It was widely believed in Canberra that the two leaders had a “gentleman’s agreement” on the submarines. Australia would get cutting edge boats at a competitive price, Japan could begin to get into the lucrative business of international defense contracting, and it would cement the strategic ties between the two American allies. Submarines would consummate the “virtual” alliance. In August 2014 then Defence Minister David Johnston gave the first oﬃcial hint of this when he refused to rule out any options regarding submarine acquisition. In November, he essentially said that the Australian Submarine Corporation (ASC) was not up to the task, rhetorically asking “you wonder why I wouldn’t trust them [ASC] to build a canoe?”
For reasons largely of poor diplomatic management, however, the two parties allowed their more aspirational hopes for a major strategic relationship to get ahead of the complex realities of the biggest defense acquisition in Australian history.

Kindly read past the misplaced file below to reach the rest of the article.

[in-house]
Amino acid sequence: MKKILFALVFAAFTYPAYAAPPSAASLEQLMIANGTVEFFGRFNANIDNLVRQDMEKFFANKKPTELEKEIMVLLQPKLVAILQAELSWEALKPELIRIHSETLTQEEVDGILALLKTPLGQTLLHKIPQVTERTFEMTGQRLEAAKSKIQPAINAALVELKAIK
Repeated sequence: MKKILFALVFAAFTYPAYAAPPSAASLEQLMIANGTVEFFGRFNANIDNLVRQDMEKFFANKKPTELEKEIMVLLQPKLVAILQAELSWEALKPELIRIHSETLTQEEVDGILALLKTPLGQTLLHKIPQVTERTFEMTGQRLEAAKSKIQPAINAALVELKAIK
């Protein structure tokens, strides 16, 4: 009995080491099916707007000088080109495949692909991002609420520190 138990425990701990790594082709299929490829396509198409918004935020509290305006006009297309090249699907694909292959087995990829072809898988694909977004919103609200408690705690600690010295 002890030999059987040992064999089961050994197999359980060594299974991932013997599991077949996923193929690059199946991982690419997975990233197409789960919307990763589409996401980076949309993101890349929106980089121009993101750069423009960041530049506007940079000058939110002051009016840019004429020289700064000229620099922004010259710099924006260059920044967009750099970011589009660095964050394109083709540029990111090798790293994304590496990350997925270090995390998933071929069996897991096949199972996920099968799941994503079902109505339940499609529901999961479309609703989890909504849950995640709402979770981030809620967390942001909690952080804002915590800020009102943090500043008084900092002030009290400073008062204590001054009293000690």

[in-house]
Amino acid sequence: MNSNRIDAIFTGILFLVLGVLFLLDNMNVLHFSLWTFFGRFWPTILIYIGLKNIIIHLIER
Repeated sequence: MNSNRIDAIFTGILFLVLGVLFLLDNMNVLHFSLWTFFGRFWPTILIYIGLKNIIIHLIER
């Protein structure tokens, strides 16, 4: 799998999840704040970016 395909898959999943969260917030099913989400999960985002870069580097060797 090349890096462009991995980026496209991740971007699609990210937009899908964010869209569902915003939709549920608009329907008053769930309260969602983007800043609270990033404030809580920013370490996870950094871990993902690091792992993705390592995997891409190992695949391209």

Australia’s domestic politics provided the first reality check for Option J. Abbott’s leadership had been questioned by his dire polling and in a suddenly called leadership challenge, he was desperate to get support from the Liberal members of parliament to ensure he remained party leader. The future submarine project had long been viewed as a much needed boost for the depressed South Australian economy. By raising the possibility of an overseas build, Abbott had exacerbated these problems. South Australian Liberal politicians forced Abbott to give them something to take to their constituents in return for their support. This led to the hastily established “competitive evaluation process” that would open up the project to other bidders, including other international players. And it was here that things started to go awry. By some accounts, the Abbott people communicated to Japan that the “evaluation process” was essentially window‐dressing and that the deal would still go their way provided they could build or at least assemble in South Australia. When Abbott was ousted by Turnbull, the personal commitment of the prime minister’s oﬃce was removed and the competitive process became a genuine competition.